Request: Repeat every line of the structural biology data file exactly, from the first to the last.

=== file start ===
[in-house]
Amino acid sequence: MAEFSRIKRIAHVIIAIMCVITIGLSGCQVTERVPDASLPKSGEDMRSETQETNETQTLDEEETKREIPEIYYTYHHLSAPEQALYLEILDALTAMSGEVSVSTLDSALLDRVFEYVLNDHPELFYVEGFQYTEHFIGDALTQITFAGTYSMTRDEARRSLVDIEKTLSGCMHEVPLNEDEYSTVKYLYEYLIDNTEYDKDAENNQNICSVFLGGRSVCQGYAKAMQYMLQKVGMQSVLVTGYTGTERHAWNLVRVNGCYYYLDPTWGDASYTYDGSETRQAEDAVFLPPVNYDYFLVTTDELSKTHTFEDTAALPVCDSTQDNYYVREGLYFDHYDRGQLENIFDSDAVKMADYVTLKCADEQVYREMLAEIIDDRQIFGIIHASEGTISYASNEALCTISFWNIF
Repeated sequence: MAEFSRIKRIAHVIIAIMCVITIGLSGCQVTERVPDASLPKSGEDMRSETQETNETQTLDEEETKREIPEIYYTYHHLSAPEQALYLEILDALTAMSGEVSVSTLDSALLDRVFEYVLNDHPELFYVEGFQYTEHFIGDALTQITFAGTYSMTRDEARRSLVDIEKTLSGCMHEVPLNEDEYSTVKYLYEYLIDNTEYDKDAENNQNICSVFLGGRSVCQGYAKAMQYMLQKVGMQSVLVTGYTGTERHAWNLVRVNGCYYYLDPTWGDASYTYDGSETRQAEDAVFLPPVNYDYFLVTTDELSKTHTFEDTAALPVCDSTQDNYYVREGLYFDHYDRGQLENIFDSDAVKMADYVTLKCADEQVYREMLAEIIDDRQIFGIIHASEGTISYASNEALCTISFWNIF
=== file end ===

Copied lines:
[in-house]
Amino acid sequence: MAEFSRIKRIAHVIIAIMCVITIGLSGCQVTERVPDASLPKSGEDMRSETQETNETQTLDEEETKREIPEIYYTYHHLSAPEQALYLEILDALTAMSGEVSVSTLDSALLDRVFEYVLNDHPELFYVEGFQYTEHFIGDALTQITFAGTYSMTRDEARRSLVDIEKTLSGCMHEVPLNEDEYSTVKYLYEYLIDNTEYDKDAENNQNICSVFLGGRSVCQGYAKAMQYMLQKVGMQSVLVTGYTGTERHAWNLVRVNGCYYYLDPTWGDASYTYDGSETRQAEDAVFLPPVNYDYFLVTTDELSKTHTFEDTAALPVCDSTQDNYYVREGLYFDHYDRGQLENIFDSDAVKMADYVTLKCADEQVYREMLAEIIDDRQIFGIIHASEGTISYASNEALCTISFWNIF
Repeated sequence: MAEFSRIKRIAHVIIAIMCVITIGLSGCQVTERVPDASLPKSGEDMRSETQETNETQTLDEEETKREIPEIYYTYHHLSAPEQALYLEILDALTAMSGEVSVSTLDSALLDRVFEYVLNDHPELFYVEGFQYTEHFIGDALTQITFAGTYSMTRDEARRSLVDIEKTLSGCMHEVPLNEDEYSTVKYLYEYLIDNTEYDKDAENNQNICSVFLGGRSVCQGYAKAMQYMLQKVGMQSVLVTGYTGTERHAWNLVRVNGCYYYLDPTWGDASYTYDGSETRQAEDAVFLPPVNYDYFLVTTDELSKTHTFEDTAALPVCDSTQDNYYVREGLYFDHYDRGQLENIFDSDAVKMADYVTLKCADEQVYREMLAEIIDDRQIFGIIHASEGTISYASNEALCTISFWNIF